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3 takeaways from Raiders embarrassing 41-14 loss to Chiefs

Scott Gulbransen
NFL: Kansas City Chiefs at Las Vegas Raiders
Nov 14, 2021; Paradise, Nevada, USA; Kansas City Chiefs wide receiver Tyreek Hill (10) reaches for a pass against Las Vegas Raiders cornerback Brandon Facyson (35) in the first quarter at Allegiant Stadium. Mandatory Credit: Kirby Lee-USA TODAY Sports

The Las Vegas Raiders (5-4) had a massive opportunity to take control of the AFC West as they hosted the Kansas City Chiefs (6-4) at Allegiant Stadium on Sunday Night Football. Instead of taking advantage of that opportunity, the Raiders played an uneven and uninspired game for the second-straight week in a 41-14 loss to the Chiefs.

Still reeling from the loss of their head coach Jon Gruden, who resigned after racist, homophobic and misogynistic emails were discovered and the loss of receiver Henry Ruggs to an off-the-field tragedy, the Raiders suddenly seem like a team in decline with fans expecting another second-half collapse.

Here are 4 takeaways from the Raiders crushing loss at home to Kansas City.

Raiders offense isn’t the same without Ruggs

Raiders Chiefs Derek Carr
Nov 14, 2021; Paradise, Nevada, USA; Las Vegas Raiders quarterback Derek Carr (4) throws to running back Josh Jacobs (28) during the first half at Allegiant Stadium. Mandatory Credit: Gary A. Vasquez-USA TODAY Sports

There’s nothing the Raiders can do to undo the poor and tragic life choice of Henry Ruggs III. But their offense doesn’t look the same without him and continue to struggle. Derek Carr doesn’t look the same without opposing defenses stretched deep and the non-existent running game is still MIA. Entering their final mop-up possession late in the fourth quarter, the Raiders had just 10 first downs on the night. They were 1-of-8 on 3rd downs (13%) and held the ball just over 23 minutes compared to almost 34 for the Chiefs. Without Ruggs, without a consistent offensive line, the Las Vegas offense just didn’t get it done. Injuries and roster losses have finally caught up with Las Vegas and they’re going to have to find another gear if they want to avoid the now patent Raiders back-half swoon.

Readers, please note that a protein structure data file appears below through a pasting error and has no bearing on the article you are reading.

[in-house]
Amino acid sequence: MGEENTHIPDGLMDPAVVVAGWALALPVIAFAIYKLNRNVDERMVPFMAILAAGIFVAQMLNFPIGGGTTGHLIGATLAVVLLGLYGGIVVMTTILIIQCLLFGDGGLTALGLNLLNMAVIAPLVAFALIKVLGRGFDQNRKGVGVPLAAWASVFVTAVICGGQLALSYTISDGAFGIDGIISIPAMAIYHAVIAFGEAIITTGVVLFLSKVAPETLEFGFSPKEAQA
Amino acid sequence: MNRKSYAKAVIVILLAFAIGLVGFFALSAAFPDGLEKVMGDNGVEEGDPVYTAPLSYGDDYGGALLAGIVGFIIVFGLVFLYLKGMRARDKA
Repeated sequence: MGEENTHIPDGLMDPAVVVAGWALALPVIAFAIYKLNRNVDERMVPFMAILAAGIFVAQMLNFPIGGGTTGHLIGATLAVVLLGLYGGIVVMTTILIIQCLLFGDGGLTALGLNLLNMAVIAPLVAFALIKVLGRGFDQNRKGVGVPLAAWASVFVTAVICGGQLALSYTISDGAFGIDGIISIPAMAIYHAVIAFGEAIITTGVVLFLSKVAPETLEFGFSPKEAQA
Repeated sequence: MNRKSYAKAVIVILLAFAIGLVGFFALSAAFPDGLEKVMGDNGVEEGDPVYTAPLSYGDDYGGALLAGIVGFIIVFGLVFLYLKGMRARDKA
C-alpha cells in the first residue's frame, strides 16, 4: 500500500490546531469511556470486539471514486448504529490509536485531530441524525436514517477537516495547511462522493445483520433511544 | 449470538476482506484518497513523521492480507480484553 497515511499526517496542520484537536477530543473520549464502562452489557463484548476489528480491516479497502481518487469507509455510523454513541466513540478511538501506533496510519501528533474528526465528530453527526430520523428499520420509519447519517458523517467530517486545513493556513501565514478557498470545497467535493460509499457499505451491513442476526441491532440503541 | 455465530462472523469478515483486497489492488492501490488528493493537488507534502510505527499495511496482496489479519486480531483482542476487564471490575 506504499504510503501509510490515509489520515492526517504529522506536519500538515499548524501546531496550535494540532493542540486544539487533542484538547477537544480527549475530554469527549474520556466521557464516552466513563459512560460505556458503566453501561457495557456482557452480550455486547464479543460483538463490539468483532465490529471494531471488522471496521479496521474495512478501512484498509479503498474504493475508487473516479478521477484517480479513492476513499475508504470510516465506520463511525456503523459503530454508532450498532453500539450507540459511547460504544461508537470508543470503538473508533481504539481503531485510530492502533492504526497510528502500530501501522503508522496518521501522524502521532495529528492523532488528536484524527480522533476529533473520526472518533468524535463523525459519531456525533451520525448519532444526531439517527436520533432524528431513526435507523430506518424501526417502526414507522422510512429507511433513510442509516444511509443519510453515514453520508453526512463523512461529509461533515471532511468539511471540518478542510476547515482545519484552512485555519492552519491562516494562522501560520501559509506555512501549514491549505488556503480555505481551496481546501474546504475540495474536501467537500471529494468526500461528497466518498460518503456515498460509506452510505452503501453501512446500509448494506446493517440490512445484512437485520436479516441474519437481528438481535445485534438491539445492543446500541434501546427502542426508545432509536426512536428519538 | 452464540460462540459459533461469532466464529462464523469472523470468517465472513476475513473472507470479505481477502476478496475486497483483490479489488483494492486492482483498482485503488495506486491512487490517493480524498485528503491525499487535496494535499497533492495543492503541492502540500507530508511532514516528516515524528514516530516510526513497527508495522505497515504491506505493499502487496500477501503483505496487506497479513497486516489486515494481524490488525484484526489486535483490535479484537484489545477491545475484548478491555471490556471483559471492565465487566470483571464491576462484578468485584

Although improved, Raiders defense is showing it’s anything but consistent

Raiders Chiefs
Nov 14, 2021; Paradise, Nevada, USA; Kansas City Chiefs wide receiver Tyreek Hill (10) makes a catch for a touchdown in the second quarter against the Las Vegas Raiders at Allegiant Stadium. Mandatory Credit: Kirby Lee-USA TODAY Sports

We all know the Las Vegas defense has been poor against the run. Against the Chiefs, Gus Bradley’s guys were a step slow from the get-go. Unable to find a way to stop both Travis Kelce and Tyreek Hill, the Raiders yielded five touchdowns and 406 yards passing to Patrick Mahomes. The Chiefs must have thought they were scrimmaging a high school squad. The Raiders also gave up 119 yards receiving to Kelce and another 101 yards to Damian Williams — the Chiefs running back. They had no answer at all to anything the Chiefs schemed up. It’s the type of game, as a defensive coach, you just delete the video. Nothing to learn from it. Yes, it was that bad.

Self-inflicted wounds do damage

The Raiders continue to show a lack of focus and discipline when it comes to presnap penalties on both sides of the ball. Vegas had six presnap penalties including several that killed offensive drives or kept them alive for the Chiefs. Even late in the game, when Darren Waller caught a garbage-time TD, right tackle Brandon Parker was called for a hold negating the score. Despite the admirable leadership of interim coach Rich Bisaccia, the lack of focus and leadership to get this team where it needs to be is evident. There’s still plenty of football left, but it’s hard to see this team keeping it together and going on a run toward the playoffs.

The Raiders now sit one game above .500 just over halfway through the season. Can they turn it all around in the remaining eight weeks? It’s a tough hill to climb but it doesn’t look promising.